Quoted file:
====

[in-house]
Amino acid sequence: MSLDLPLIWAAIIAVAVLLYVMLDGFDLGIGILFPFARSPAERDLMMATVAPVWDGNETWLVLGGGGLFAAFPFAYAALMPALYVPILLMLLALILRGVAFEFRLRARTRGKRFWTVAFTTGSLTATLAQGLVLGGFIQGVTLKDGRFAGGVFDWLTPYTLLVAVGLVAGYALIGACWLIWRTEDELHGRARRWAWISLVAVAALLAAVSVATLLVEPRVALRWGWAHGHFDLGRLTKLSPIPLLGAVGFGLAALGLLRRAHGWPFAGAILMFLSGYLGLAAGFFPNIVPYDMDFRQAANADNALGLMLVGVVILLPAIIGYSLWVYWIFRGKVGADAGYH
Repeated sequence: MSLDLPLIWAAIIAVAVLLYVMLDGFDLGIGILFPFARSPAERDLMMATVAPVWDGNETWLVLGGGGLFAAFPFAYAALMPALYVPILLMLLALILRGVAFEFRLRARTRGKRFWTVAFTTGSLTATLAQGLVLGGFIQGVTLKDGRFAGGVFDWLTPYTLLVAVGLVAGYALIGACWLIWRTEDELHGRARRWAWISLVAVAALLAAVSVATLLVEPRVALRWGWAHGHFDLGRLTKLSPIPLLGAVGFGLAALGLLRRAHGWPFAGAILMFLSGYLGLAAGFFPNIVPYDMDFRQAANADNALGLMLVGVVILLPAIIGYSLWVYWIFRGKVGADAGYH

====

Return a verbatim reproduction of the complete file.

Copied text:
[in-house]
Amino acid sequence: MSLDLPLIWAAIIAVAVLLYVMLDGFDLGIGILFPFARSPAERDLMMATVAPVWDGNETWLVLGGGGLFAAFPFAYAALMPALYVPILLMLLALILRGVAFEFRLRARTRGKRFWTVAFTTGSLTATLAQGLVLGGFIQGVTLKDGRFAGGVFDWLTPYTLLVAVGLVAGYALIGACWLIWRTEDELHGRARRWAWISLVAVAALLAAVSVATLLVEPRVALRWGWAHGHFDLGRLTKLSPIPLLGAVGFGLAALGLLRRAHGWPFAGAILMFLSGYLGLAAGFFPNIVPYDMDFRQAANADNALGLMLVGVVILLPAIIGYSLWVYWIFRGKVGADAGYH
Repeated sequence: MSLDLPLIWAAIIAVAVLLYVMLDGFDLGIGILFPFARSPAERDLMMATVAPVWDGNETWLVLGGGGLFAAFPFAYAALMPALYVPILLMLLALILRGVAFEFRLRARTRGKRFWTVAFTTGSLTATLAQGLVLGGFIQGVTLKDGRFAGGVFDWLTPYTLLVAVGLVAGYALIGACWLIWRTEDELHGRARRWAWISLVAVAALLAAVSVATLLVEPRVALRWGWAHGHFDLGRLTKLSPIPLLGAVGFGLAALGLLRRAHGWPFAGAILMFLSGYLGLAAGFFPNIVPYDMDFRQAANADNALGLMLVGVVILLPAIIGYSLWVYWIFRGKVGADAGYH